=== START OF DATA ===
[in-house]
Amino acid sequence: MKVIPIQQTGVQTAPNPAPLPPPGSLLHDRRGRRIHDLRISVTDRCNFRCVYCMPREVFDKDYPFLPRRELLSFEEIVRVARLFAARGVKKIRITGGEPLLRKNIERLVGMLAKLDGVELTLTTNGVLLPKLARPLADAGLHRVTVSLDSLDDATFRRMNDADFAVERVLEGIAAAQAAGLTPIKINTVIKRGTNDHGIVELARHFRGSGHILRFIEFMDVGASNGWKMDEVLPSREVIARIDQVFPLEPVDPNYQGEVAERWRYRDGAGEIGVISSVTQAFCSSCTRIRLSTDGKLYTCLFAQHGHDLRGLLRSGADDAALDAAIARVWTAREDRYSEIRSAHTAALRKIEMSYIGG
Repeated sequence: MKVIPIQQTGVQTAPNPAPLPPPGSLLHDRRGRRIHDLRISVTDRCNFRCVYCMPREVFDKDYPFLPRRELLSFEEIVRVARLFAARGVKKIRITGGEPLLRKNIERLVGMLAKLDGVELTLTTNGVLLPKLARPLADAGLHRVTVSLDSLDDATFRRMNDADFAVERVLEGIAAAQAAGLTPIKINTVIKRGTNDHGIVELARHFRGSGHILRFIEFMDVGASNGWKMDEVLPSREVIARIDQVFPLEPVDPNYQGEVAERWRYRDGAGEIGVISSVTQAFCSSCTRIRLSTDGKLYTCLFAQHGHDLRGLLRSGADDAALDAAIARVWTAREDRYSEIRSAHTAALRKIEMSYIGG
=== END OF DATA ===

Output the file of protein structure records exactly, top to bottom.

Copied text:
[in-house]
Amino acid sequence: MKVIPIQQTGVQTAPNPAPLPPPGSLLHDRRGRRIHDLRISVTDRCNFRCVYCMPREVFDKDYPFLPRRELLSFEEIVRVARLFAARGVKKIRITGGEPLLRKNIERLVGMLAKLDGVELTLTTNGVLLPKLARPLADAGLHRVTVSLDSLDDATFRRMNDADFAVERVLEGIAAAQAAGLTPIKINTVIKRGTNDHGIVELARHFRGSGHILRFIEFMDVGASNGWKMDEVLPSREVIARIDQVFPLEPVDPNYQGEVAERWRYRDGAGEIGVISSVTQAFCSSCTRIRLSTDGKLYTCLFAQHGHDLRGLLRSGADDAALDAAIARVWTAREDRYSEIRSAHTAALRKIEMSYIGG
Repeated sequence: MKVIPIQQTGVQTAPNPAPLPPPGSLLHDRRGRRIHDLRISVTDRCNFRCVYCMPREVFDKDYPFLPRRELLSFEEIVRVARLFAARGVKKIRITGGEPLLRKNIERLVGMLAKLDGVELTLTTNGVLLPKLARPLADAGLHRVTVSLDSLDDATFRRMNDADFAVERVLEGIAAAQAAGLTPIKINTVIKRGTNDHGIVELARHFRGSGHILRFIEFMDVGASNGWKMDEVLPSREVIARIDQVFPLEPVDPNYQGEVAERWRYRDGAGEIGVISSVTQAFCSSCTRIRLSTDGKLYTCLFAQHGHDLRGLLRSGADDAALDAAIARVWTAREDRYSEIRSAHTAALRKIEMSYIGG